“I know he doesn’t see it that way,” Sichel said, “but by bringing all of these things out in public, it removes the threat of blackmail. The smartest thing Trump could have done when this all started to fall apart was to just come out and say, ‘Yeah, it looks like Russia was involved in my campaign, but it’s over now, I’m Chair, then let’s move on. “. But he didn’t, of course. Maybe there were reasons he couldn’t.
Even long-retired intelligence officers tend to be circumspect by nature – Sichel left the CIA in 1960 – and while he left that last comment hanging, his allusion seemed pretty clear. After all, what about an American president whose foreign policy initiatives have been to weaken NATO and to urge the European Union to fracture. Who has repeatedly tried to reintegrate Russia into the council of industrialized nations of the G-8, despite strong objections from America’s European allies, and who defends Putin’s propensity to kill his political opponents by declaring: “I think that our country does a lot of murder too. And it’s not as if Trump’s obedience to his Russian friend is a thing of the past. On August 20, two days after the release of the Senate Intelligence Committee report, Putin’s main surviving political opponent, Alexei Navalny, was left near death by poison almost certainly administered by Russian intelligence agents. Even as European leaders have protested the Kremlin and demanded an investigation, President Trump has yet to say a word on the matter. This is not an original thought, but did Sichel think that the president himself could be the hostage of the Russian kompromat?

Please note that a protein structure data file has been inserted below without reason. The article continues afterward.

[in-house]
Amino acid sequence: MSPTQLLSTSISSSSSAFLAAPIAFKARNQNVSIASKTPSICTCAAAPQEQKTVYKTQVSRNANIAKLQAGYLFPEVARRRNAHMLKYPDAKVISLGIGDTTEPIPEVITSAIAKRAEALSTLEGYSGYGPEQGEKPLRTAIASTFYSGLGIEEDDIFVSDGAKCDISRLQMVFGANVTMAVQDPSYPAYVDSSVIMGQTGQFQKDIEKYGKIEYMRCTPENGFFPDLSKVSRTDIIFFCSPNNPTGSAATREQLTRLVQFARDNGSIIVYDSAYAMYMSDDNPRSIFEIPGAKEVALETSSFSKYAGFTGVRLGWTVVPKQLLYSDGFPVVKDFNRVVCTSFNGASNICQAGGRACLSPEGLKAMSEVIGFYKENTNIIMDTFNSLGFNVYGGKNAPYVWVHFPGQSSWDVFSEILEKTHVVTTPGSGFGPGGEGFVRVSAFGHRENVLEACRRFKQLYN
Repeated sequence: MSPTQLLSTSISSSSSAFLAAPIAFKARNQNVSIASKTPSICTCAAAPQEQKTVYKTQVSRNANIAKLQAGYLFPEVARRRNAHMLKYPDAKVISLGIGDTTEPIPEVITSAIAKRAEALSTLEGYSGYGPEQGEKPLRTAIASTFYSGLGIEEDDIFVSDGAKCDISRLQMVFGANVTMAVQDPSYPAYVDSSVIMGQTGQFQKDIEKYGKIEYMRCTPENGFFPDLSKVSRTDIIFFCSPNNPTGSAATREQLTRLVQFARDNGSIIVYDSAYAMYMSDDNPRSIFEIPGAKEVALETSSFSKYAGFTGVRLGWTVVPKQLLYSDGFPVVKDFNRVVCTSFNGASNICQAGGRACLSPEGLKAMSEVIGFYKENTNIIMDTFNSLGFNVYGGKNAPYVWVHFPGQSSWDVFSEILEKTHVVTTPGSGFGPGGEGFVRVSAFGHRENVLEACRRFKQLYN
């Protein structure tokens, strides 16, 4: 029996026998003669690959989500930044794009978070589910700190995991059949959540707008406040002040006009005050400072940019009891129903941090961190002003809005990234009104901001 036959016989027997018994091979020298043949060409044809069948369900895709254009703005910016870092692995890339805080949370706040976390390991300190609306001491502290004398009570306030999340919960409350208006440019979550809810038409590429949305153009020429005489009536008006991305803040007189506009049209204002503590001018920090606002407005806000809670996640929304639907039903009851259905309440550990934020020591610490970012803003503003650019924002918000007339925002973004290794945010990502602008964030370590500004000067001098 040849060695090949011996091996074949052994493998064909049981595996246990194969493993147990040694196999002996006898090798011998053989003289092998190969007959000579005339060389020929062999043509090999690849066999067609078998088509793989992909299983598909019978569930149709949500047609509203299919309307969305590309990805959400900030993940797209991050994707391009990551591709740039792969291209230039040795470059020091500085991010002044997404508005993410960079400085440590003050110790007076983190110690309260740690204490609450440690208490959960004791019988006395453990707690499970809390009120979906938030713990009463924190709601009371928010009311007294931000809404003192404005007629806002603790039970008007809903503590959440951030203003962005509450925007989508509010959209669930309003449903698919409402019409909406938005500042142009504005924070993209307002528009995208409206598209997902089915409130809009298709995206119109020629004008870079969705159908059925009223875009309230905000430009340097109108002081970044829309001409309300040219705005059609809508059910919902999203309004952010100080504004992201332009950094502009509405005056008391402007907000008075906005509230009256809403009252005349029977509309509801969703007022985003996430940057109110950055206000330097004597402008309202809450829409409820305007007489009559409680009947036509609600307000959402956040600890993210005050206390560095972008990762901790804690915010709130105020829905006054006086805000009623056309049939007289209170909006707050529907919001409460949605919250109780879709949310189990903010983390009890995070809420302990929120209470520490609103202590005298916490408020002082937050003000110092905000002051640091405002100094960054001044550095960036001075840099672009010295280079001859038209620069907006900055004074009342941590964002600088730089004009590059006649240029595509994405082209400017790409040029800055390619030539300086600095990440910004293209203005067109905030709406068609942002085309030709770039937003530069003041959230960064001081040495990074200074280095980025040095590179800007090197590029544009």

“Well, I couldn’t tell,” he replied, “because I think we’re still in the early stages of unlocking everything that’s happened. What I can say is that the past four years have been very, very good for Vladimir Putin. And if Trump is re-elected, the next four will be even better.
Scott Anderson is the author of The Silent Americans: Four CIA Spies on the Dawn of the Cold War – A Tragedy in Three Acts. He is also the author of two novels and four other non-fictional works, including Lawrence in Arabia, an international bestseller that was a finalist for the National Book Critics Circle Award and a New York Times Remarkable book. A veteran war correspondent, he is a contributing writer for The New York Times Magazine.